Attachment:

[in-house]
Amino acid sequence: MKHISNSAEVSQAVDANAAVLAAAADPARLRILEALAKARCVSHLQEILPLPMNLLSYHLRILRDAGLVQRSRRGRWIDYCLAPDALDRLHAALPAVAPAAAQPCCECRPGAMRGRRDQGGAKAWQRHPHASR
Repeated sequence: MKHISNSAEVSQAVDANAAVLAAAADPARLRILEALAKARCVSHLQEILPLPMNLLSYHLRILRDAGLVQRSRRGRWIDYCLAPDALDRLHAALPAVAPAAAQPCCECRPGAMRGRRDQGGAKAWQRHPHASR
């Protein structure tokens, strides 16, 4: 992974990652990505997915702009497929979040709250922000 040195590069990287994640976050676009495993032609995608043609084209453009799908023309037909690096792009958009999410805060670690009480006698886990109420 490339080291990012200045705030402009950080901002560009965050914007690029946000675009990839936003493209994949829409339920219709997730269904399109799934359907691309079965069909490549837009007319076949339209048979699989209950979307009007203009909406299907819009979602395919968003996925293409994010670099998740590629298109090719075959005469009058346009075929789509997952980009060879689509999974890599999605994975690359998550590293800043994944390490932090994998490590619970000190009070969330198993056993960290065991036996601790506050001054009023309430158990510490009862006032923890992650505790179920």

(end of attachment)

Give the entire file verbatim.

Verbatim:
[in-house]
Amino acid sequence: MKHISNSAEVSQAVDANAAVLAAAADPARLRILEALAKARCVSHLQEILPLPMNLLSYHLRILRDAGLVQRSRRGRWIDYCLAPDALDRLHAALPAVAPAAAQPCCECRPGAMRGRRDQGGAKAWQRHPHASR
Repeated sequence: MKHISNSAEVSQAVDANAAVLAAAADPARLRILEALAKARCVSHLQEILPLPMNLLSYHLRILRDAGLVQRSRRGRWIDYCLAPDALDRLHAALPAVAPAAAQPCCECRPGAMRGRRDQGGAKAWQRHPHASR
């Protein structure tokens, strides 16, 4: 992974990652990505997915702009497929979040709250922000 040195590069990287994640976050676009495993032609995608043609084209453009799908023309037909690096792009958009999410805060670690009480006698886990109420 490339080291990012200045705030402009950080901002560009965050914007690029946000675009990839936003493209994949829409339920219709997730269904399109799934359907691309079965069909490549837009007319076949339209048979699989209950979307009007203009909406299907819009979602395919968003996925293409994010670099998740590629298109090719075959005469009058346009075929789509997952980009060879689509999974890599999605994975690359998550590293800043994944390490932090994998490590619970000190009070969330198993056993960290065991036996601790506050001054009023309430158990510490009862006032923890992650505790179920």